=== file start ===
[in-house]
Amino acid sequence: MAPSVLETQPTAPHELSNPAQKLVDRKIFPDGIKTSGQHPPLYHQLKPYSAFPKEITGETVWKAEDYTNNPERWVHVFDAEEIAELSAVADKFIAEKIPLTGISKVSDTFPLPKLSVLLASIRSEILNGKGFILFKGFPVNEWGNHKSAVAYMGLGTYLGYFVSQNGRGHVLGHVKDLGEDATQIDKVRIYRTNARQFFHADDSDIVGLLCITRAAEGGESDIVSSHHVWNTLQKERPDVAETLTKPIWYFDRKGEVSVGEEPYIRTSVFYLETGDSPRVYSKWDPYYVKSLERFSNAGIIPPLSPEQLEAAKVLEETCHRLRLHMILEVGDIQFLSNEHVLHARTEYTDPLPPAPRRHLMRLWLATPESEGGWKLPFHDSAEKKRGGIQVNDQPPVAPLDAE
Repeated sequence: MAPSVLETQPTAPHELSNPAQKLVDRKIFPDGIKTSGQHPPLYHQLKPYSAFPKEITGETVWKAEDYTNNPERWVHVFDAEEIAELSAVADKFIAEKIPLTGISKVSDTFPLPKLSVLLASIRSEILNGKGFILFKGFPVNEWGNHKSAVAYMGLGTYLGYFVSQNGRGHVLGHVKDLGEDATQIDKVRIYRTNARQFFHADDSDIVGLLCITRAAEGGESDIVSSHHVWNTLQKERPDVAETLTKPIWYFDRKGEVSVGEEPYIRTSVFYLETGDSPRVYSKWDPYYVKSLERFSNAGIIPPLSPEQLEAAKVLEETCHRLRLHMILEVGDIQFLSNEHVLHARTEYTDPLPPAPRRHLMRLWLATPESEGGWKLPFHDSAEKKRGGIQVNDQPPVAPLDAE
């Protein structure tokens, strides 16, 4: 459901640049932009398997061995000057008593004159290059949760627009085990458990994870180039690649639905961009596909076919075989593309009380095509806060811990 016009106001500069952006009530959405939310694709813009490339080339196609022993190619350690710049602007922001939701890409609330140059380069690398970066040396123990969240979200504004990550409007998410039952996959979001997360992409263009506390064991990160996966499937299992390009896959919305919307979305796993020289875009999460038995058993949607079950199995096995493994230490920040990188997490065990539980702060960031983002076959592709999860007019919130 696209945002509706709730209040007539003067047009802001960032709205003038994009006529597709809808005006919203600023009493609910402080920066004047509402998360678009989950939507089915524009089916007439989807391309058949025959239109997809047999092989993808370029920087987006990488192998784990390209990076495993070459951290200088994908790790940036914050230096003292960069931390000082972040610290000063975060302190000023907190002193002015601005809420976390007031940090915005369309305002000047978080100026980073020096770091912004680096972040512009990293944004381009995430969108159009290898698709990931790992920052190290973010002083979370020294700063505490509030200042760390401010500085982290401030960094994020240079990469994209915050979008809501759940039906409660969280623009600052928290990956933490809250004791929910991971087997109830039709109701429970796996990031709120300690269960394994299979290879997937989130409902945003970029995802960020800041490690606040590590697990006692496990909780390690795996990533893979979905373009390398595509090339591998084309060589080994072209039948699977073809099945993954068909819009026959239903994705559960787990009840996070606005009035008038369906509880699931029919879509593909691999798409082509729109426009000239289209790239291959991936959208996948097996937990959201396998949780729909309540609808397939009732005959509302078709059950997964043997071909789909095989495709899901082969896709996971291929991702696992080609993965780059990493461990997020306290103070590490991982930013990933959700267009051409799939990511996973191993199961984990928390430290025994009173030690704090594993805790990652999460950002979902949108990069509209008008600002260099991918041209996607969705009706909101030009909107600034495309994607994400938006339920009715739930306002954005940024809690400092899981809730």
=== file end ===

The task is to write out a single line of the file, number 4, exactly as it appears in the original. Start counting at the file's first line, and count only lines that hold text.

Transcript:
């Protein structure tokens, strides 16, 4: 459901640049932009398997061995000057008593004159290059949760627009085990458990994870180039690649639905961009596909076919075989593309009380095509806060811990 016009106001500069952006009530959405939310694709813009490339080339196609022993190619350690710049602007922001939701890409609330140059380069690398970066040396123990969240979200504004990550409007998410039952996959979001997360992409263009506390064991990160996966499937299992390009896959919305919307979305796993020289875009999460038995058993949607079950199995096995493994230490920040990188997490065990539980702060960031983002076959592709999860007019919130 696209945002509706709730209040007539003067047009802001960032709205003038994009006529597709809808005006919203600023009493609910402080920066004047509402998360678009989950939507089915524009089916007439989807391309058949025959239109997809047999092989993808370029920087987006990488192998784990390209990076495993070459951290200088994908790790940036914050230096003292960069931390000082972040610290000063975060302190000023907190002193002015601005809420976390007031940090915005369309305002000047978080100026980073020096770091912004680096972040512009990293944004381009995430969108159009290898698709990931790992920052190290973010002083979370020294700063505490509030200042760390401010500085982290401030960094994020240079990469994209915050979008809501759940039906409660969280623009600052928290990956933490809250004791929910991971087997109830039709109701429970796996990031709120300690269960394994299979290879997937989130409902945003970029995802960020800041490690606040590590697990006692496990909780390690795996990533893979979905373009390398595509090339591998084309060589080994072209039948699977073809099945993954068909819009026959239903994705559960787990009840996070606005009035008038369906509880699931029919879509593909691999798409082509729109426009000239289209790239291959991936959208996948097996937990959201396998949780729909309540609808397939009732005959509302078709059950997964043997071909789909095989495709899901082969896709996971291929991702696992080609993965780059990493461990997020306290103070590490991982930013990933959700267009051409799939990511996973191993199961984990928390430290025994009173030690704090594993805790990652999460950002979902949108990069509209008008600002260099991918041209996607969705009706909101030009909107600034495309994607994400938006339920009715739930306002954005940024809690400092899981809730």